French nuclear giant buys into Scotland’s biggest onshore wind power development

Students from Irvine Royal Academy with EDF Energy apprentices Rachel and ConorThe renewable energy division of EDF – the state-owned French corporation which also owns and operates the two Scottish nuclear power stations – is taking on the development of Dorenell Wind Farm, one of the largest onshore wind projects due to be built in Scotland.

EDF Energy Renewables will develop and construct the project working with the renewable energy company Infinergy. No financial details about the deal were disclosed

The site, near Dufftown in Moray, has been developed by Infinergy and has consent for a 59-turbine wind farm with a capacity of up to 177MW.

Following improvements in the latest available turbine technology, an application for a redesign of the currently consented project have been submitted to boost to the amount of renewable electricity produced from the site. If successful this would see the wind farm’s installed capacity increased to approximately 200MW.

The Dorenell project had already secured government backing from the first round of its contacts-for-difference subsidy scheme guaranteeing the projects £82.50 per megawatt hour (MWh) of electricity

Once built, Dorenell could produce enough electricity for up to 138,000 homes. Grid connection is planned for 2018.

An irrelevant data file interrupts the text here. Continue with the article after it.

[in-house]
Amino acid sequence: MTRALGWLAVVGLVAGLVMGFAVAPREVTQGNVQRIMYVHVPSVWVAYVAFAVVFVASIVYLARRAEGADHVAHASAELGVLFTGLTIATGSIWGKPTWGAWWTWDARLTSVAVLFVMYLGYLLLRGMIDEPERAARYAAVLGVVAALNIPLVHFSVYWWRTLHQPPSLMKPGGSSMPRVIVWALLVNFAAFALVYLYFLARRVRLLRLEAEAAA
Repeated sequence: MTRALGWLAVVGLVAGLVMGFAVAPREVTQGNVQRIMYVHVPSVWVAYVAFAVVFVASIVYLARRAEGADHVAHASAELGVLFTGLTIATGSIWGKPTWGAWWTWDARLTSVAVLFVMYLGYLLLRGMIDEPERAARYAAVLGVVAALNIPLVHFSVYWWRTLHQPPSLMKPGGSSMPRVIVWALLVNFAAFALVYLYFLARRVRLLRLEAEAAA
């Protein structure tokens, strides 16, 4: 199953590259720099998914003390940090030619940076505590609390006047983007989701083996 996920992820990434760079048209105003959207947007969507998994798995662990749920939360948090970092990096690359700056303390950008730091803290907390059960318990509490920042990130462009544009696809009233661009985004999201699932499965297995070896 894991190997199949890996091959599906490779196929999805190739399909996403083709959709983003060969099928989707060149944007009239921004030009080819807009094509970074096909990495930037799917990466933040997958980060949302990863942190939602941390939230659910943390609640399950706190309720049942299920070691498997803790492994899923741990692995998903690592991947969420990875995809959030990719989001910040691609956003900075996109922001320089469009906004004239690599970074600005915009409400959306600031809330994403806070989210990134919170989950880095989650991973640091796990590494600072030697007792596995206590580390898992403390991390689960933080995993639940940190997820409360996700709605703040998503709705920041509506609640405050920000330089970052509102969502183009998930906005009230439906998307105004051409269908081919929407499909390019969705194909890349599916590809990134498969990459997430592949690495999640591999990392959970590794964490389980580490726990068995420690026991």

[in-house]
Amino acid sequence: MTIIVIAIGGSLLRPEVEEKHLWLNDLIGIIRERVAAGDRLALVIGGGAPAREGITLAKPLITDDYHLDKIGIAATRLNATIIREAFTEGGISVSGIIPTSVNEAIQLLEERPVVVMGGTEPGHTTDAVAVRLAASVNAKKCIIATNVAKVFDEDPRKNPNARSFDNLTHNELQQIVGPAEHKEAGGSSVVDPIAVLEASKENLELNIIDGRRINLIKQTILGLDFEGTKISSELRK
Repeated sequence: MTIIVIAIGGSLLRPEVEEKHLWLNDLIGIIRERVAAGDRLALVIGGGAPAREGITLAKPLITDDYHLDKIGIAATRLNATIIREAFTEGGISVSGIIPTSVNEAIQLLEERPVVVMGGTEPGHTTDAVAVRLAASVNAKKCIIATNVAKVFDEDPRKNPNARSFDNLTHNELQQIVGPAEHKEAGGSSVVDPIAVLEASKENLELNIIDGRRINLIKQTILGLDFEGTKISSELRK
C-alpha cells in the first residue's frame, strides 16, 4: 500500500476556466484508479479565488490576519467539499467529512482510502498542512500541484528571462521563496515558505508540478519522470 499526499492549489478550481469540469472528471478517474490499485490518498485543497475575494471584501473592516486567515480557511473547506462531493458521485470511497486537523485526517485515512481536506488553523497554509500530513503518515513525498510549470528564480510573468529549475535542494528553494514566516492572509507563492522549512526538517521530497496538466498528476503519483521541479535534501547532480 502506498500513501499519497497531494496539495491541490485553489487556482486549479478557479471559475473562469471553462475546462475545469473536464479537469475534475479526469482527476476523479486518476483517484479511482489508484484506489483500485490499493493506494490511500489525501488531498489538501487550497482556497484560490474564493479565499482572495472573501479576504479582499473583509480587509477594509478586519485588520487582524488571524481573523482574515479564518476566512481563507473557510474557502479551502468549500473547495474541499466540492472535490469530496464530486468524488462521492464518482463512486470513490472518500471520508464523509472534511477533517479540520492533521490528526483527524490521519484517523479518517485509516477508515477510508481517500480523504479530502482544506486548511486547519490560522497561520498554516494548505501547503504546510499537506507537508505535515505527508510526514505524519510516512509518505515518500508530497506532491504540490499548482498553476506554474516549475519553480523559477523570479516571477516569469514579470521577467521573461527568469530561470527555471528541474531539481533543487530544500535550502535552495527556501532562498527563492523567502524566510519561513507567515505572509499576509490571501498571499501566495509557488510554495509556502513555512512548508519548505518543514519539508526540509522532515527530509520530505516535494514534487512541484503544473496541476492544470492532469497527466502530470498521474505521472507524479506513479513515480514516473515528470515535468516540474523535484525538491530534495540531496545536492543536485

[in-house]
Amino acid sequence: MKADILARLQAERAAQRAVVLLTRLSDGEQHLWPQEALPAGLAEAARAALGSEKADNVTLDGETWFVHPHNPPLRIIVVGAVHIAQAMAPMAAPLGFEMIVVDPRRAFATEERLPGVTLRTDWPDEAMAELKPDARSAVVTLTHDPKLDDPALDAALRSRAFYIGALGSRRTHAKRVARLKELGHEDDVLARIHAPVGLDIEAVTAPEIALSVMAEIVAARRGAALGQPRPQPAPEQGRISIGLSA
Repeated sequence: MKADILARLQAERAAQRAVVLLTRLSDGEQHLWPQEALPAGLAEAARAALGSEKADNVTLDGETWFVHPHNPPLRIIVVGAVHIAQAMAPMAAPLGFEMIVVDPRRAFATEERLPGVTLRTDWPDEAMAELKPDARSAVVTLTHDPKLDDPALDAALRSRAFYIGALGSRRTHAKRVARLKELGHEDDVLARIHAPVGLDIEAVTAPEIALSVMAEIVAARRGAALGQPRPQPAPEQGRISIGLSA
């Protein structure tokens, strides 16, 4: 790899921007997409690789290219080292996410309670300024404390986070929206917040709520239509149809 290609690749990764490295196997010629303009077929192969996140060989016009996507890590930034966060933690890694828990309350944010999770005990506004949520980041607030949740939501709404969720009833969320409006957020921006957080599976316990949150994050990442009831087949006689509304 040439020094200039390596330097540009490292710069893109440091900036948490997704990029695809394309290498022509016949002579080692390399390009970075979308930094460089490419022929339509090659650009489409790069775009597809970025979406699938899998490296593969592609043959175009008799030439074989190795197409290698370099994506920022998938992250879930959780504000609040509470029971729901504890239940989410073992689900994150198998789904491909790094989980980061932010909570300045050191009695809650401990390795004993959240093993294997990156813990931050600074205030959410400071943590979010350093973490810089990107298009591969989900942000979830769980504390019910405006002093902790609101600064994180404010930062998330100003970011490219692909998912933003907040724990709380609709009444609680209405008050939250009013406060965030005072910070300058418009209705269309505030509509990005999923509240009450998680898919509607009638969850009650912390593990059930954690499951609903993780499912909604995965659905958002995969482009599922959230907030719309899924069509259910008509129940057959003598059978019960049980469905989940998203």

Vincent de Rivaz, EDF Chief Executive, said: “This announcement confirms our commitment to lead in UK investment in low carbon electricity.  That means investment in wind and nuclear electricity generation with an increasing focus on the development of Scottish renewables.

“In taking on the development of the largest planned onshore wind project in Scotland, we intend to boost its output using our world-leading research and development expertise. This expertise is dedicated to building a low carbon future in the UK and covers activities from electricity generation to energy efficiency in customers’ homes and workplaces.”

EDF Energy Renewables is a joint venture between EDF Energy and EDF Energies Nouvelles, the renewable arm of the EDF Group.

Meanwhile, 40 STEM students from Irvine Academy recently visited the EDF nuclear power station at nearby Hunterston to learn about possible career opportunities – EDF is presently recruiting for nuclear engineering apprentices. The third year students who are all studying physics and chemistry, had the chance to speak with current apprentices Rachel Pellegrini and Conor Logie (pictured, above, left) to find out what life is like as a nuclear apprentice.

Pixie Energy

Pixie logo Pixie Energy is an incubator and a facilitator of strategic research and project work, focusing on energy regulation, policy and markets at the local and national level. Find out more about Pixie Energy here.

Local Energy Matters: Scotland

Local Energy Matters: Scotland is a free-to-download brochure with a focus on energy tariffs in the two Scottish electricity distribution regions, as well news on local energy and low-carbon schemes.

Previous editions can be download here.

Scottish energy market overview

You can read an overview of the Scottish energy market here.

Scottish Government energy feed